India downplays US sanctions threat over Iran port deal

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India’s foreign minister has said his company will work to communicate the benefits of a strategic port project in Iran, after the United States said Indian firms working on the project risked sanctions.

Iran and India this week signed a contract to develop and equip the long-stalled Chabahar port in an agreement that would give New Delhi 10 years of access to the facility, at a time when its government is seeking to grow trade in west and central Asia.

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Washington has warm ties with India but a longstanding adversarial relationship with Iran, soured further by Tehran’s support for Hamas in its war with Israel.

“It’s a question of communicating and convincing and getting people to understand that this is actually for everybody’s benefit,” Indian foreign minister S. Jaishankar said at a public event in the city of Kolkata on Tuesday evening.

“If you look at the US’s own attitude to Chabahar in the past, the US has been appreciative of the fact that Chabahar has a larger relevance,” he added.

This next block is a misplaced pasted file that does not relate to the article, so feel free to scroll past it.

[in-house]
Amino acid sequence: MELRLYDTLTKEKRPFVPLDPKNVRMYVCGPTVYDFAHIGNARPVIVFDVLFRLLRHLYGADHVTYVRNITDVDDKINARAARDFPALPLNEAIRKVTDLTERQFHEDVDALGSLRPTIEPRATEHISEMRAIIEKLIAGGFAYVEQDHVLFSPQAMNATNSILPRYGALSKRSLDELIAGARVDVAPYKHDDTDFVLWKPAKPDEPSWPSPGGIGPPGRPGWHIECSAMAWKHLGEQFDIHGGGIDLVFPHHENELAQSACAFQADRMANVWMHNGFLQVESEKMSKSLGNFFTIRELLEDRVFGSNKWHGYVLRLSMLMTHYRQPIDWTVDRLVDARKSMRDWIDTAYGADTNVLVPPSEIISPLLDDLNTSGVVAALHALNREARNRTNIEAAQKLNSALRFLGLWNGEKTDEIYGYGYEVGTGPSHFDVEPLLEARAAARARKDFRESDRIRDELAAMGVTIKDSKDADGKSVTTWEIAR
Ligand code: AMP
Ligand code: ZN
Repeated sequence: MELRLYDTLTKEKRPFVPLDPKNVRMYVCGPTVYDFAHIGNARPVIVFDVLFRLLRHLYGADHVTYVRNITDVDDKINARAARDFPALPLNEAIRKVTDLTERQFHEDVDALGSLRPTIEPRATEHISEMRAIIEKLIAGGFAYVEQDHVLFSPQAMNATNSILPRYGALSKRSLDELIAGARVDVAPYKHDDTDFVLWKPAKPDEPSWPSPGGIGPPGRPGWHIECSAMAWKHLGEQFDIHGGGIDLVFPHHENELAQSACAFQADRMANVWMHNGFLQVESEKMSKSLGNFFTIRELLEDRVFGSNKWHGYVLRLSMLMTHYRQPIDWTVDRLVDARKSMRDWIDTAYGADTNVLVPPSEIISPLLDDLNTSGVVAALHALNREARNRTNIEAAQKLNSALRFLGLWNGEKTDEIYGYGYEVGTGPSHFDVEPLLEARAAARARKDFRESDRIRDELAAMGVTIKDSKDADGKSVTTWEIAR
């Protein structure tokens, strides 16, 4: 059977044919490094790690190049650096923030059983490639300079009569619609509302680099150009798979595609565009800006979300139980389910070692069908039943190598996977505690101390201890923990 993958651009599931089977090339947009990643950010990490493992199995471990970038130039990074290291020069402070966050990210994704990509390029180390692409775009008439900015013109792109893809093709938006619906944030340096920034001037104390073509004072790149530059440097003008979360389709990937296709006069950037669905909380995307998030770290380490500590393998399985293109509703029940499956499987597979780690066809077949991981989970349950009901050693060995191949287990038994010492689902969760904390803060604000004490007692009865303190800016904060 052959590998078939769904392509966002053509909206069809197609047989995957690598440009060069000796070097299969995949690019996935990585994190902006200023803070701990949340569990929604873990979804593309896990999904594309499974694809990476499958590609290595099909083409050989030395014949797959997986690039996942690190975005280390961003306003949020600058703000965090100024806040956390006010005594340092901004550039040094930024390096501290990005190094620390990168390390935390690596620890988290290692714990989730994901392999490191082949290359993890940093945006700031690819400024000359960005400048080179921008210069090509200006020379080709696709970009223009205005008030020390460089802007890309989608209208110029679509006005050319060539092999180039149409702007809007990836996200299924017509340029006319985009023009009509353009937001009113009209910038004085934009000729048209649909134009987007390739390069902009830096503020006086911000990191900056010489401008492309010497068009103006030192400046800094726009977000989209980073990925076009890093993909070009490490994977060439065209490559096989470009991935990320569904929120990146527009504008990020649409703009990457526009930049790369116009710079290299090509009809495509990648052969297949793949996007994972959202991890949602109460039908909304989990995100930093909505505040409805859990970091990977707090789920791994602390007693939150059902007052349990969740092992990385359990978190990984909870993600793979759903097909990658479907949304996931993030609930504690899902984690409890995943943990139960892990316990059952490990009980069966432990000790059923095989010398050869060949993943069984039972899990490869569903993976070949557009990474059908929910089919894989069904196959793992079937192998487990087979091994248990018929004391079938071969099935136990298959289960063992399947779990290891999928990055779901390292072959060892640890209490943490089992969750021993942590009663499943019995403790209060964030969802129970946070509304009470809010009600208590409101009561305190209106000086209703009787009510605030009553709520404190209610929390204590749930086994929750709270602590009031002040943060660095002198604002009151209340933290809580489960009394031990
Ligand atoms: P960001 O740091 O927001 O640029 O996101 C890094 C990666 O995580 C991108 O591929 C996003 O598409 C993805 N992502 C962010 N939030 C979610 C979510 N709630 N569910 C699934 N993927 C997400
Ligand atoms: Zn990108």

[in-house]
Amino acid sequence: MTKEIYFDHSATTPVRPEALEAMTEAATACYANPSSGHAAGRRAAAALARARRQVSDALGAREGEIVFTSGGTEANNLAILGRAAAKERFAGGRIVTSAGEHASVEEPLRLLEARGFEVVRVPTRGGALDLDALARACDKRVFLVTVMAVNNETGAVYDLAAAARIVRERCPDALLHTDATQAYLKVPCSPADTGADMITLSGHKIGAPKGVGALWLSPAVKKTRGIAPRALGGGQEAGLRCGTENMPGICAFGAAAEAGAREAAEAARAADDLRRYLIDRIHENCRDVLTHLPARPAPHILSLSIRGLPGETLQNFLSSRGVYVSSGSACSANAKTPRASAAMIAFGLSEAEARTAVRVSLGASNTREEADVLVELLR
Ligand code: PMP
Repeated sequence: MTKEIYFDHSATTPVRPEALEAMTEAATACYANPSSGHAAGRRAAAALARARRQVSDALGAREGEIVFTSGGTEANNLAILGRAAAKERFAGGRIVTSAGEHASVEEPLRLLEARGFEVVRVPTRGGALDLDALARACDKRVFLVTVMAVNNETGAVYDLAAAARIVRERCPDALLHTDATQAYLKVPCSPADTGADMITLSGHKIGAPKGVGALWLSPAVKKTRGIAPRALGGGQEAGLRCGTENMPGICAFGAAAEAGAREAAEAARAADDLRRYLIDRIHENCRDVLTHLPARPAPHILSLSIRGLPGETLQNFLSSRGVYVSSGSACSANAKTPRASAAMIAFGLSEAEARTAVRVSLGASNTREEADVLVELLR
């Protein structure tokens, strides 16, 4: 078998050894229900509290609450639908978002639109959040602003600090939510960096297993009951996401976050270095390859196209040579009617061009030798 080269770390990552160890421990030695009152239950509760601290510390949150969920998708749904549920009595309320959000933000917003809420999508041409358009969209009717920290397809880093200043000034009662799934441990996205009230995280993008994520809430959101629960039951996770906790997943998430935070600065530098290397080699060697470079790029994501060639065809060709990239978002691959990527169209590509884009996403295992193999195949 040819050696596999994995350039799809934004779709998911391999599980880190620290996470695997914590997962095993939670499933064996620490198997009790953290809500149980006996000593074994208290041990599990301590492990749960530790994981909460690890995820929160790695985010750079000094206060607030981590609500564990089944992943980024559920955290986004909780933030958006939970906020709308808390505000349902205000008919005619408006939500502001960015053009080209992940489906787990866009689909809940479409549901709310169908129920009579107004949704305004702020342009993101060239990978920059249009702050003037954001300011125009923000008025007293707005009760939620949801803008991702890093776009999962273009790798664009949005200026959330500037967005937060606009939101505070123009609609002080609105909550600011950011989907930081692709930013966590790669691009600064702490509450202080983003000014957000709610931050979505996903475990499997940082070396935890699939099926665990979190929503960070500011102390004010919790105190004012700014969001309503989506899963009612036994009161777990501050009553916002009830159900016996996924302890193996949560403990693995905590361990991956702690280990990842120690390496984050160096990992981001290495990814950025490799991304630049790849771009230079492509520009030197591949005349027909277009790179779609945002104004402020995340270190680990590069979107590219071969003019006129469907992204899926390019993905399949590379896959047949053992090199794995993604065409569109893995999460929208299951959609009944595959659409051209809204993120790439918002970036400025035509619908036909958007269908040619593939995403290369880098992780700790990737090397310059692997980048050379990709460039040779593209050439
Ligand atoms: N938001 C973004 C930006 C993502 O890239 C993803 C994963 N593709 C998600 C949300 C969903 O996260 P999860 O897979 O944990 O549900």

The United States had begrudgingly accepted the port project while the US military was in Afghanistan, as it saw New Delhi as a valuable partner to back the Kabul government that fell in 2021.

But the State Department on Monday warned that Indian companies working on the project risked US sanctions.

“Any entity -- anyone -- concerned with business deals with Iran, they need to be aware of the potential risks that they’re opening themselves up to,” State Department spokesman Vedant Patel told a press briefing then.

The deal signed this week will see India Ports Global Limited (IPGL) invest $370 million into “providing strategic equipment” and “developing the transport infrastructure of the port” over the coming decade.

India in 2016 agreed to finance the development of the Iranian port as a trading hub for central Asia.

In 2019, before the Covid-19 pandemic, both countries agreed to speed up the project after a visit by Jaishankar to Tehran.

Chabahar port is on the Indian Ocean about 100 kilometers (62 miles) west of the Pakistani border. Pakistan, India’s historic rival, is developing its Gwadar port with the support of China.

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